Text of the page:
New Orleans: K-12 Primary and Secondary Education: People: Lingering Problems: Infrastructure: Education: K-12 Analysis: 2007 Test Results: New Orleans Public Schools (NOPS): Post Katrina Public Schools: 2006-07 School Year:

The Goal

Elihyu Goldratt's fine book The Goal provides a highly readable explanation of industrial quality improvement in a factory and the thinking processes needed to solve business problems. Applying these methods to education yields some insight as to changes that might improve the process.

Goldratt asks the factory manager to define the Goal. In the factory it turns out that automation, cost control and even productivity are not the goals, instead the factory is expected to "Make Money."

School authorities need to determine what is their goal? Higher test scores? (That sounds like cost accounting to me.) I think the answer is the same for the schools as it is for the factory. "Make Money."  How does a school make money?

Goldratt offers three definitions that help a system actually make money:
  1. "Throughput is the rate at which the system makes money through sales" and
  2. "Inventory is all the money the system has invested in purchasing things that it intends to sell", and
  3. "Operational expense is all the money the system spends turning inventory into throughput."
Then he says that to make the most money you need to maximize #1, while minimizing #2 and #3.

Using these concepts his protagonist, Alex Rogo, makes the plant profitable and saves the day. Later he fends off a corporate takeover and his disciples save a university business program. Not a bad day's work. It is an exciting business story and a good example of how you can turn a dry technical topic into a compelling story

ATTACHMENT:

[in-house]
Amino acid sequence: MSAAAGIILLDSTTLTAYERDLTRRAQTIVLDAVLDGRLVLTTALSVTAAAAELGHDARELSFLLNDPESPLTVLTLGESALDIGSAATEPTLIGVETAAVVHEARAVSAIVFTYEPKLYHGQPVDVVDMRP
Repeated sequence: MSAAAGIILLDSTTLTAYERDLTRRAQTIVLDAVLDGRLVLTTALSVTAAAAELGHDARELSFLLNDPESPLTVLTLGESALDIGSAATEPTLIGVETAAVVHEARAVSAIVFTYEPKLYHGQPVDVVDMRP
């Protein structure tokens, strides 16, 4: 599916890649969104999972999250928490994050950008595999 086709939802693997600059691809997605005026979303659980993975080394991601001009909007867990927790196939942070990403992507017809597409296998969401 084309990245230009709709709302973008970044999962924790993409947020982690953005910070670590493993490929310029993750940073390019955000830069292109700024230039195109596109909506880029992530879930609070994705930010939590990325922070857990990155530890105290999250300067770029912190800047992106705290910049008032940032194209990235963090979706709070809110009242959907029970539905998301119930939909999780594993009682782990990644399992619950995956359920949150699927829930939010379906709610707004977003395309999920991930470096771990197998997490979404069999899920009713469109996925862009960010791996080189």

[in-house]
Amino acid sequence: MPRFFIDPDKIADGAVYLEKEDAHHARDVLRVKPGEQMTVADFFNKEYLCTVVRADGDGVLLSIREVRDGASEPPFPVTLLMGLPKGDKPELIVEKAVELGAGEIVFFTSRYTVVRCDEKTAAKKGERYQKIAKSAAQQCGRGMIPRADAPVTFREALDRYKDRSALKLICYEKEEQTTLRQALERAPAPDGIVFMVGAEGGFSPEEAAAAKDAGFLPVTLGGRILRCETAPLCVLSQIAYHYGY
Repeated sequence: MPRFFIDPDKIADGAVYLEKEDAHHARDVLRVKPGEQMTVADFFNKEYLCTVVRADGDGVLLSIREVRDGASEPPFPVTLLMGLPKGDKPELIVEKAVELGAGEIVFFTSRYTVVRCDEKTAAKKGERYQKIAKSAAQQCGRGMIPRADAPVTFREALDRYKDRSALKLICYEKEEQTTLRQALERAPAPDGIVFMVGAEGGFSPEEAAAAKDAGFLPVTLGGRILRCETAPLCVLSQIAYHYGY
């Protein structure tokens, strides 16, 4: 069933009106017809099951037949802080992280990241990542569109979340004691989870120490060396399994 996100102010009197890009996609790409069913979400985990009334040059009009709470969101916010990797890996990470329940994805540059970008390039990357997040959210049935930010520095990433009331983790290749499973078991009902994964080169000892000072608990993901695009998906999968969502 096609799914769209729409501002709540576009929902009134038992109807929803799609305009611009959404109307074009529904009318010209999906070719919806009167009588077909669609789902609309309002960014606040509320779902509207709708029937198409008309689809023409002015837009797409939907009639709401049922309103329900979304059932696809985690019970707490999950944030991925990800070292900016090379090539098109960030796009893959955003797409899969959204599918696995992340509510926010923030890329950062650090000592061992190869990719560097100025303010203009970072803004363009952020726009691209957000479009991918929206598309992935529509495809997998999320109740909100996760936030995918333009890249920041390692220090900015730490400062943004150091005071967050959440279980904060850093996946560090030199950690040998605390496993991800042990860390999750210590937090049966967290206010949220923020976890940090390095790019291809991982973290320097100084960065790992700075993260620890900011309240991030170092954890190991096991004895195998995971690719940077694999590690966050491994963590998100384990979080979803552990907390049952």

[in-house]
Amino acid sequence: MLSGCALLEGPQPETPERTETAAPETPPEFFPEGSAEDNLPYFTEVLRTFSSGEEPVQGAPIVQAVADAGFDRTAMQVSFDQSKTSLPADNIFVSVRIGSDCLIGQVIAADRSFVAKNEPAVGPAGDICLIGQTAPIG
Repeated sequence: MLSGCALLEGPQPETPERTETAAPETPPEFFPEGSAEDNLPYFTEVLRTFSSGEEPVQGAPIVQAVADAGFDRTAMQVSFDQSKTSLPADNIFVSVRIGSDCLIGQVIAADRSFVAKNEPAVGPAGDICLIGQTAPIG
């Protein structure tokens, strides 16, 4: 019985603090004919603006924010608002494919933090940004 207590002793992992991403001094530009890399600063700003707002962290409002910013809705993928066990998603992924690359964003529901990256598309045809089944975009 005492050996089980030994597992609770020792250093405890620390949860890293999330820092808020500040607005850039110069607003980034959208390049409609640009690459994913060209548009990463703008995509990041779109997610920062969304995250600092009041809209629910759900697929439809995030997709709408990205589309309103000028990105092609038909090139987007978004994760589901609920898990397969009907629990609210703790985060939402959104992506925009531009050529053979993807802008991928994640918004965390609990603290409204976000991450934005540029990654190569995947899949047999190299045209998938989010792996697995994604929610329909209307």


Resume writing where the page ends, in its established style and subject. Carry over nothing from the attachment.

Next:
But how does this apply to K-12 education?

Throughput is something like graduations, or maybe it's more like scholarship money earned by graduates plus alumni and family contributions, or maybe it's a reduction in the number of cells needed in local jails. Or maybe it's best measured by the average income of graduates ten years after graduation. People are willing to pay for positive outcomes. Ultimately throughput is reflected in the amount of cash the school system can liberate from the local politicians or other sources to continue operations. It's kind of funny how it always boils down to money. We'll return to this theme after reviewing inventory and operational efficiency.

Inventory in the above definition applies to the students themselves and the cumulative investment made in educating each one. In manufacturing, inventory is BAD. If inventory stacks up awaiting a process, it is the sign of a bottleneck and represents a prime opportunity for improvement. You want to move inventory through the system as quickly as possible.

Eliminating the bottlenecks provides the first magnitude of quality improvement. School bottlenecks include delays like summer vacations, ineffective curricula and students who fail to progress (processes and materials that produce failing results). Lousy teachers can also factor into the problem but more often than not it is the process that's at fault much more so than the person.